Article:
BTW, Here's the trailer for Pixar's next film... I foresee needing a tissue or two upon its release. :-)

I love the idea of this film, I just haven't seen it yet. The description of how the inside of her head is designed sounds fascinating. I recall watching some Saturday morning cartoon years ago (back when such things existed) and we saw the inside of someone's brain: filing cabinets and so forth. It made me wonder what the optimal visual representation for that process might be.

Kit said...


I highly recommend Inside Out.

The Good Dinosaur looks like a great movie. Most of the best Pixar movies require tissue.

Koshcat said...

I just watched this with my kids today. They liked it but are somewhat subdued. I thought it was an excellent movie and highly recommend it but it might be a little deep for some kids

Spoiler: I have an eleven year old and watching Riley get on that bus and become emotionless was heartbreaking. I was almost in tears. It was almost too real as I wonder if that what happens when kids run away and become prostitutes, etc.

Jason said...

I saw the movie too and enjoyed it at all. It definitely recaptured the Pixar magic.

Jason said...

enjoyed it too* Errgh, curse that posting too fast...

Anonymous said...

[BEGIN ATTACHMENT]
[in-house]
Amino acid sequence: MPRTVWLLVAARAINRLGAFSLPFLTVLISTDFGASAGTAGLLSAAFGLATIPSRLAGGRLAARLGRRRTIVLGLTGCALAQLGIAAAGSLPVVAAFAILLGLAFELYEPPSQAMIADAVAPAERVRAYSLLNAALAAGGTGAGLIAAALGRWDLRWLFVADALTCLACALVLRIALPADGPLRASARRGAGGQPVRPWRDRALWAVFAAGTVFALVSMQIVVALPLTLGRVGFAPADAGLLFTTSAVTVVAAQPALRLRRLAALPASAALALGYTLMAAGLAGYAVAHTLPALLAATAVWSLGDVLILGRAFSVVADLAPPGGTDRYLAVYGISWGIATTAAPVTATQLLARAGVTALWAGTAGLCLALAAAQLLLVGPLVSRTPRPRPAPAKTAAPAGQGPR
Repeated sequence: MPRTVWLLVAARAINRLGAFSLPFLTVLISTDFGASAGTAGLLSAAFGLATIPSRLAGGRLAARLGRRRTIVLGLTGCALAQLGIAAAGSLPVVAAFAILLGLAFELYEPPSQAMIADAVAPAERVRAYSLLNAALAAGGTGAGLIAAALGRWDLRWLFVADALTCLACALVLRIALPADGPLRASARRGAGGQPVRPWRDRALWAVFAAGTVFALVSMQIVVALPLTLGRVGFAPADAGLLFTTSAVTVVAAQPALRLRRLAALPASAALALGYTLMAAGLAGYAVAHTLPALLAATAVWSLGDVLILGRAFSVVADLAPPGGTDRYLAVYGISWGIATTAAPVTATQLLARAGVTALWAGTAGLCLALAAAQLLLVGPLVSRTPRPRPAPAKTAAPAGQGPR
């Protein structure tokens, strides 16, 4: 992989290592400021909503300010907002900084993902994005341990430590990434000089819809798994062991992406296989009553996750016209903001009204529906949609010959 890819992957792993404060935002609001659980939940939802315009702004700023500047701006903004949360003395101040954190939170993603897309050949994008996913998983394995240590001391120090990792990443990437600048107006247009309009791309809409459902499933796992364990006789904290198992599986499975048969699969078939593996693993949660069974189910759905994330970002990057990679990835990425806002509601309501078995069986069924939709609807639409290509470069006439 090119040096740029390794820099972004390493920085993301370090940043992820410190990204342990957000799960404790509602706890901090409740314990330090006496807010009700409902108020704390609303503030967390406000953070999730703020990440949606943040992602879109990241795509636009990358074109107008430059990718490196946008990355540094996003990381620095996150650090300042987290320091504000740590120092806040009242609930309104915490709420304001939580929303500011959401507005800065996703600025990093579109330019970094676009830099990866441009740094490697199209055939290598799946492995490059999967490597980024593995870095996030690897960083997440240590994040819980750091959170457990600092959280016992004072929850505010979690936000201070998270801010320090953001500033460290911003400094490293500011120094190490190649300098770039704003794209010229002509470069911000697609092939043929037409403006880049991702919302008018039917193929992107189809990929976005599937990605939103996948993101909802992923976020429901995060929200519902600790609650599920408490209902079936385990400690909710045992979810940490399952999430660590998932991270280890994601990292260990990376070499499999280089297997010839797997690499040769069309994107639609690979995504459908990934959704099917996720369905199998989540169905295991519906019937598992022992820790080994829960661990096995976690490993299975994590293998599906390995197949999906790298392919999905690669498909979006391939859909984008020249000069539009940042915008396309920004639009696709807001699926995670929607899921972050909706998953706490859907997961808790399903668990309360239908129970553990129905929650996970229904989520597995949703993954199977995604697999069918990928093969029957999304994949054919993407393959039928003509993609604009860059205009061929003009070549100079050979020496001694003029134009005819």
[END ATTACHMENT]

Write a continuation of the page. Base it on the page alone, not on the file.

I've seen those one too.
Did anyone who's seen notice the little touch they added to the new core memories after the runaway resolution?
The early Core memories were all yellow because they were made when Joy was in charge.
But the new ones were made up of the more than one color, showing that as we mature we come to have more complex emotional reactions to things in life.
Ty in TX

Koshcat said...


I noticed the change in color too. There was a lot of psychology and how our personalities develop throughout this movie. Much of that went over my kids' heads but they still enjoyed the movie. With the unpushed "puberty" button shown at the end they set themselves up for a sequel, which should be really wild.

Kit said...

"I just watched this with my kids today. They liked it but are somewhat subdued. I thought it was an excellent movie and highly recommend it but it might be a little deep for some kids"

I get the feeling it might be too mature, not in terms of the content of the themes but their depth, for some kids.

The bus scene is heartbreaking.

Kit said...


"curse that posting too fast..."

Happens to the best of us. :-)

Anyway, glad you agree about it recapturing the Pixar magic!

Kit said...


"The early Core memories were all yellow because they were made when Joy was in charge.
But the new ones were made up of the more than one color, showing that as we mature we come to have more complex emotional reactions to things in life."

I think I noticed that, too. And I think you are right, it does show how people, well, most of them, anyway, mature emotionally.

Kit said...


That puberty button was funny.

As was this: "She's twelve years old! What could possibly happen?"

What did you think of the glimpses we got at the end of other people's emotions? Any favorites?

Kit said...

Should probably have put a spoiler tag on that last comment.

Koshcat said...


The parent's emotion glimpses were funny but our favorite was with the adolescent boy. Totally hit the mark for me at that age.